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Stress test

Stress in the workplace is one of those increasingly problematic areas which is taking up more and more pages in the press as each year goes on.

Last month saw Depression Awareness Week which had the aim of raising awareness of mental conditions generally, including stress, anxiety, or depression.

The number of sick notes signing people off with stress is on the rise but what is stress? Aren’t we all subjected to a certain level of stress on a daily basis? And if so, is that not a good thing?

The first time that stress in the workplace was considered in detail and how it could be managed was at the Court of Appeal in 2002, in the well known case of Hatton v Sutherland.

The Court of Appeal undertook an extensive review of what stress was, looking at various studies and the court, in particular, said that on the one hand there are those who should “pull themselves together”, and, on the other hand, people who genuinely are exposed to unreasonable and dangerous workloads which can have a heavy impact on the even the most resilient person’s mental health.

One definition that has been given to stress is “the reaction that people have to excessive pressures or other types of demand placed upon them. It arises when they worry that they can’t cope”.

Much analysis has been done on the effect that pressure at work has on people.

It is acknowledged that some pressure is a good thing – it can keep you on your toes. However, when too much pressure is applied over an extended period, mental illness can be brought on or an existing condition can be considerably aggravated.

It is when employers go beyond what is reasonable that a claim for negligence can arise.

It goes without saying that employers owe their staff a duty of care – in particular, to provide a safe system of work.

Being over-demanding is a way that an employer can fall foul of this duty. However, to become liable in a court case, any harm done must be reasonably foreseeable. In other words, if the harm which is suffered could not have been foreseen, the liability will not arise.

Furthermore, there may be differing factors contributing to the illness or condition, such as a divorce or other external problem, which may not be the employer’s responsibility. In these cases, there can be a difficult apportion-ment of blame exercise to undertake.

The Hatton case was particularly interesting, in that the court set out some practice guidance so that people know when they should take action in relation to their staff, and when harm will become foreseeable.

The court said that the nature and type of work done by the employee is important. There may be some particularly emotionally draining jobs where thought should be given as to what is a safe level of exposure to a certain type of work and for what period.

Signs from staff themselves are also an important factor just to take into account. If somebody says they are coping, when clearly there are signs to suggest otherwise, then you cannot just turn a blind eye.

Are unusual periods of absence setting in, does the employee turn up late or take extended lunch breaks?

If there are enough factors present to make it plain that there is something wrong, then that is the point where the need to take action will be triggered.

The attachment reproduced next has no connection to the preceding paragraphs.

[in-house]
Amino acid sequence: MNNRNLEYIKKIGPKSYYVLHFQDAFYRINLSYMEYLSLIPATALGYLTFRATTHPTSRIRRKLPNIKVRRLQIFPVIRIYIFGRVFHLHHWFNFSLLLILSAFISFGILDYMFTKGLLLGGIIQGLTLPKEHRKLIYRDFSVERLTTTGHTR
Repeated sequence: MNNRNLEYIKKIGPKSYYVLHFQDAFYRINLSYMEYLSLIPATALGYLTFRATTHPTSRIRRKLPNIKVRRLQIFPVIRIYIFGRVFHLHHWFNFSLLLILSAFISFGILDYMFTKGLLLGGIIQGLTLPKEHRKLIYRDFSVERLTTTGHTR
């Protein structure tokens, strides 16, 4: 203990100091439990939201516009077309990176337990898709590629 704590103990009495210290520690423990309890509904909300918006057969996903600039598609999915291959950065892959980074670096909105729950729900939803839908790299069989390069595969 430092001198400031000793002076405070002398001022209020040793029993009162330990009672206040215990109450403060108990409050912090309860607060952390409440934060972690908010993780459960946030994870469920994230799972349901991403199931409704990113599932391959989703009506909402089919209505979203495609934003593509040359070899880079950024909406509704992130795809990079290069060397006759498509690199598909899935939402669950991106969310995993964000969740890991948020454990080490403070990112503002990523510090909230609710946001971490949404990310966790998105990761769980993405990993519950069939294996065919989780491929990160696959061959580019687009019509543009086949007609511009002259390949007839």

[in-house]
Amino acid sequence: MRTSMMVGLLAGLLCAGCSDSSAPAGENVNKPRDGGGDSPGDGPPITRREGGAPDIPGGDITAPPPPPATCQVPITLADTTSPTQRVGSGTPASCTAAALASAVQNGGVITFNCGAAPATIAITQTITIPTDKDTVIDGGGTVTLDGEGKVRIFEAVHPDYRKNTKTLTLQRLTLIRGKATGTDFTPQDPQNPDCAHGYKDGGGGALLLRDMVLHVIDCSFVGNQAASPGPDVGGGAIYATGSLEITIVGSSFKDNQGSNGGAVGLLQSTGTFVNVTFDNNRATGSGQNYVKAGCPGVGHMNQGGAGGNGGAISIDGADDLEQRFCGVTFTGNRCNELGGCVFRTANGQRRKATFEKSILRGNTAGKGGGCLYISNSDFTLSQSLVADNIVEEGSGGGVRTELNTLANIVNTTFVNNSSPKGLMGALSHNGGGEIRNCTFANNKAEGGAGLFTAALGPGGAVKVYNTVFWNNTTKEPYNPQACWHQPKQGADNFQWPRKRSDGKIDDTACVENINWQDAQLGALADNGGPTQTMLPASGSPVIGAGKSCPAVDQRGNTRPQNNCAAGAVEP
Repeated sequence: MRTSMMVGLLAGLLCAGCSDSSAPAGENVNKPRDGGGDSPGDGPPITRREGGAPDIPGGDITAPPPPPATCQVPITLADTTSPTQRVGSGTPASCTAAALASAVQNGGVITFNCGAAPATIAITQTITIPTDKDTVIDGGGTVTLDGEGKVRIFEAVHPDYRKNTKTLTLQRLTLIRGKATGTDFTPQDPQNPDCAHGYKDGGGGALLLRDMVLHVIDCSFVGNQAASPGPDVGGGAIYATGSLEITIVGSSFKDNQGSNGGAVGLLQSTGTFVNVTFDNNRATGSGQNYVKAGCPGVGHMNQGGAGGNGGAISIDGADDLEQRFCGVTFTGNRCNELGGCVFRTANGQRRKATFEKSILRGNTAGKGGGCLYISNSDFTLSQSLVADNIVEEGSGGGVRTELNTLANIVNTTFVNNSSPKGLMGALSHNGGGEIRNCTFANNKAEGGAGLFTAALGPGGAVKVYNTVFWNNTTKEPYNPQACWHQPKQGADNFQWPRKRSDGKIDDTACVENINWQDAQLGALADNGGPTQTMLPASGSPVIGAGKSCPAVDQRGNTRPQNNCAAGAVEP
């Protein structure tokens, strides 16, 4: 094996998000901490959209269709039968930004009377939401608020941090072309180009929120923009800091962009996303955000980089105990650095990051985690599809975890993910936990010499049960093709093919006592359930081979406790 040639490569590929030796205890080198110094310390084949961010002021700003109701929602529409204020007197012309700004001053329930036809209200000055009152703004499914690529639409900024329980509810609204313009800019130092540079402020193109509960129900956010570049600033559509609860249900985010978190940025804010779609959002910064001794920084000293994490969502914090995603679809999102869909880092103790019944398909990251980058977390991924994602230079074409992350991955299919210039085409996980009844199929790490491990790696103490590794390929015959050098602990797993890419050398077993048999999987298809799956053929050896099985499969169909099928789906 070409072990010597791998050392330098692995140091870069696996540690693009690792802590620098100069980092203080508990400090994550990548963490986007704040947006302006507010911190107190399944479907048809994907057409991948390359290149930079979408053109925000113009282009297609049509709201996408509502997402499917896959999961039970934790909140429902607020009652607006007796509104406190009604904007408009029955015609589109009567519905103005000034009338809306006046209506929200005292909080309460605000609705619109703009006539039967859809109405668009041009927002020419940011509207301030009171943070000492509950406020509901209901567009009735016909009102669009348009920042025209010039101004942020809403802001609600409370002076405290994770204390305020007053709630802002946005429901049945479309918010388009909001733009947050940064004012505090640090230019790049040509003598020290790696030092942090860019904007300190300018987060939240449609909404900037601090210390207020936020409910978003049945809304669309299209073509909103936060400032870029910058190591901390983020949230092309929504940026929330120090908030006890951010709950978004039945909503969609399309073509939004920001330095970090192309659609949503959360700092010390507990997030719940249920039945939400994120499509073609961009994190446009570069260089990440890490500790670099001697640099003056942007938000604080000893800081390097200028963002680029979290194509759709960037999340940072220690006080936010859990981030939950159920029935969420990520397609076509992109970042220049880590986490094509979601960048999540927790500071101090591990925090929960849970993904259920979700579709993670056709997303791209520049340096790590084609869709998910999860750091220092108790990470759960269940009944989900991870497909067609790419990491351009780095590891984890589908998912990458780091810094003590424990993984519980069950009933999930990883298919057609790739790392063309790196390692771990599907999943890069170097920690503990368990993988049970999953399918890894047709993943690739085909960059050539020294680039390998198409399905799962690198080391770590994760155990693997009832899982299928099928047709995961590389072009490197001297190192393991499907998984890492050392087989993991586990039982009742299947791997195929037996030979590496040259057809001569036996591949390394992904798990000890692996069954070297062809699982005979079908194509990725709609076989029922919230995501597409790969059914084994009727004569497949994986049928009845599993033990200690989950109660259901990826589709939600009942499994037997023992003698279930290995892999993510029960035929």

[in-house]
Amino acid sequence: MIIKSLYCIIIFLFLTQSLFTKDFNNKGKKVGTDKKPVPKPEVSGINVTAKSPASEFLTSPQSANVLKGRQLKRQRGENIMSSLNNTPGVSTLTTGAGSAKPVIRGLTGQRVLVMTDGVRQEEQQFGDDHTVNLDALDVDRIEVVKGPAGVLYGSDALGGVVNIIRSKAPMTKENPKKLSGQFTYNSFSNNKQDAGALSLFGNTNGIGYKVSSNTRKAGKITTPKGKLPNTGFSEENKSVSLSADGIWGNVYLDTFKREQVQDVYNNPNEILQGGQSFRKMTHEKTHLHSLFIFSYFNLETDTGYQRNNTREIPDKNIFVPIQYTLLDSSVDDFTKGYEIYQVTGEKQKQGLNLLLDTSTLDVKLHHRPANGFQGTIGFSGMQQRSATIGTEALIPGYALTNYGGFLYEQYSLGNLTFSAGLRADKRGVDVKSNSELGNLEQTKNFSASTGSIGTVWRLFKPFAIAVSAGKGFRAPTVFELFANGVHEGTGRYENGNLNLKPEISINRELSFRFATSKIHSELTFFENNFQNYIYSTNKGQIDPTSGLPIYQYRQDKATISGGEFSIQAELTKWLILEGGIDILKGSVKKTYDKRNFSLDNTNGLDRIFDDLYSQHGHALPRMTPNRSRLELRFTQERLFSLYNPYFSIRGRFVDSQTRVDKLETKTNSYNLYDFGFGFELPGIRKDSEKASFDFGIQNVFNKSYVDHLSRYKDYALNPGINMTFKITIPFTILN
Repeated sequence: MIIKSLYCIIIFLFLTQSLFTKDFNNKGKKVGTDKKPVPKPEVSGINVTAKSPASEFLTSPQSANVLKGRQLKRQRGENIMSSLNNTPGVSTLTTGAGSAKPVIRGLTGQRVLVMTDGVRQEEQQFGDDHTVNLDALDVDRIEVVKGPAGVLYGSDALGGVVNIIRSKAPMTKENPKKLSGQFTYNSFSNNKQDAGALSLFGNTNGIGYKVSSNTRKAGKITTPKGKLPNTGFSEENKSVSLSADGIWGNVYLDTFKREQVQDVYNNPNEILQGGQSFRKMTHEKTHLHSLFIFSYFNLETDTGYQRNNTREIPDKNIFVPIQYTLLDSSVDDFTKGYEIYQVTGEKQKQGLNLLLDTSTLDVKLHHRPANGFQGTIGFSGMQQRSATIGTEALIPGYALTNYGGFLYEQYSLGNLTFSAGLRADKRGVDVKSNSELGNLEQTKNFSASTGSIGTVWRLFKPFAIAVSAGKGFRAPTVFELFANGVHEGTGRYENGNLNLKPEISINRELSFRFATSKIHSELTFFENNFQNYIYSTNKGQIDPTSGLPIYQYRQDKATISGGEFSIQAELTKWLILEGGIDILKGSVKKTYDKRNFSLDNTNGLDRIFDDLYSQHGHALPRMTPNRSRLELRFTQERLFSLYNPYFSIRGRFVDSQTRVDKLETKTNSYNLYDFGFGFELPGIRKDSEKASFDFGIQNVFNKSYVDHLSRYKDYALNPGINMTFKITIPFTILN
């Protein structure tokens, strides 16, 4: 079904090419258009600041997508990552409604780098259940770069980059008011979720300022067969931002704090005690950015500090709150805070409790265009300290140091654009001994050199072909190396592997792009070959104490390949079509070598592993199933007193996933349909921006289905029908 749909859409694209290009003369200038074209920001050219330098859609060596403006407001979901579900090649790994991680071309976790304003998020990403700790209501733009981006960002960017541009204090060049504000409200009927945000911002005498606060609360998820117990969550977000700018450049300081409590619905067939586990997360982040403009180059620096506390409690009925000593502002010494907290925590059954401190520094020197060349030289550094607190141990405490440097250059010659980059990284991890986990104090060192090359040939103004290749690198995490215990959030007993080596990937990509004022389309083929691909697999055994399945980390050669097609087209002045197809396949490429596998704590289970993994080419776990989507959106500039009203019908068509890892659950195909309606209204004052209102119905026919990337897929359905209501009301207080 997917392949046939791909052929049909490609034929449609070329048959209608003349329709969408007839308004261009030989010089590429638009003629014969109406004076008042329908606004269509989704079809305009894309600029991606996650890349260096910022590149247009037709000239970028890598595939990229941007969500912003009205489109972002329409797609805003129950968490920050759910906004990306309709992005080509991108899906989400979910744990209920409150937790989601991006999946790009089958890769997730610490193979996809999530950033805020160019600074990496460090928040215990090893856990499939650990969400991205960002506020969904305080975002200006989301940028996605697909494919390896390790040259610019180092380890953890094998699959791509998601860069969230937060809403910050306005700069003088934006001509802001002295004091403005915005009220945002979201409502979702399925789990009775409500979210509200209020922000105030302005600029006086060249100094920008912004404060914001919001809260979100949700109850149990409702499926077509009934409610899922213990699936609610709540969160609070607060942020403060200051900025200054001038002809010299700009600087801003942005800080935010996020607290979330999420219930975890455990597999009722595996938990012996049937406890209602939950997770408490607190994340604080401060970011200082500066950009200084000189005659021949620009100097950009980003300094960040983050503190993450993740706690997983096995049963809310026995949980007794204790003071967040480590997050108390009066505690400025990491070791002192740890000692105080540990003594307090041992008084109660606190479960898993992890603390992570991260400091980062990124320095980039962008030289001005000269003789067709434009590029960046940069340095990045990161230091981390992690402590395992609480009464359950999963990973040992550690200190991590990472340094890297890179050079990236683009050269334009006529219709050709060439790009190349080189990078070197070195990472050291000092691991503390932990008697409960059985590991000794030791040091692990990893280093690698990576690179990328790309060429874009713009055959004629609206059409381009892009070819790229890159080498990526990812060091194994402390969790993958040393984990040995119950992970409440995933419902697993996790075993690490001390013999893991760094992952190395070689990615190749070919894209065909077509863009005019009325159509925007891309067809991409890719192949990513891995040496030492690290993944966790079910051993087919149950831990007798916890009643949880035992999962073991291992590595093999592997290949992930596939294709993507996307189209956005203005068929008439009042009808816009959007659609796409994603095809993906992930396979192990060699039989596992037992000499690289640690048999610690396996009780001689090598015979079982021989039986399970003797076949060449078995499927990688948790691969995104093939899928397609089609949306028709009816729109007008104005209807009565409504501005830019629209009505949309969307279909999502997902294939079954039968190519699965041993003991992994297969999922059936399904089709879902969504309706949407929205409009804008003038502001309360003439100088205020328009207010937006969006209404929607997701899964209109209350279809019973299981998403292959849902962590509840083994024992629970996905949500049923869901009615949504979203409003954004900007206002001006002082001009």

Providing a confidential counselling service is seen as one important way of reducing exposure to stress claims and is seen as a helpful and useful tool when combating stress in the workplace.

This issue was considered recently in a case brought by Tracey Daw against Intel Incorporation (UK) Limited.

Ms Daw’s job involved integrating payroll and benefits of staff acquired by the company through various takeovers and buyouts.

However, over time, management structures changed and reporting lines became blurred.

She complained that she had to work excessive hours to get all of her work done, not least because of the fact that she had three people to report to who made demands of her, including regular one-to-one meetings and the preparation of monthly status reports.

To use her words, she felt she was being “pulled in different directions”.

In the end, she wrote a detailed memo, saying she could not go on like this. Her character was assessed by the court, and she was determined to be a hard-working and resilient character who would not give up easily.

Intel said that it provided a confidential counselling service and relied on that heavily to defend the claim but the court said that was not good enough.

There were clear signs that she was overstretched, and, despite making it plain this was the case, not enough was done. Consequently, Ms Daw succeeded in her claim of negligence against the company.

It is important to have the proper processes in place to make sure stress is managed in any workplace. Staff are paid to turn up and do their job but this has to be in the context of what is reasonable.

Encouraging an open door policy to management is to be encouraged. Knowing who is doing what, keeping regular reviews and workloads and employee behaviour is these days more important than ever.

Furthermore, if promises are made to staff as to how overbearing workloads will be dealt with, then it is important that these promises are kept.

Over recent years, employers have found themselves in hot water when they have put management strategies in place but have then ignored them, leaving the employee to go back to undertake negligently high workloads.

In these sorts of cases, whether counselling is offered or not, an expensive and high-profile battle is likely to ensue.

James Tait is an associate at Shakespeare Putsman LLP, Somerset House, Temple Street, Birmingham, B2 5DJ, Tel: 0121 631 5226 or email:


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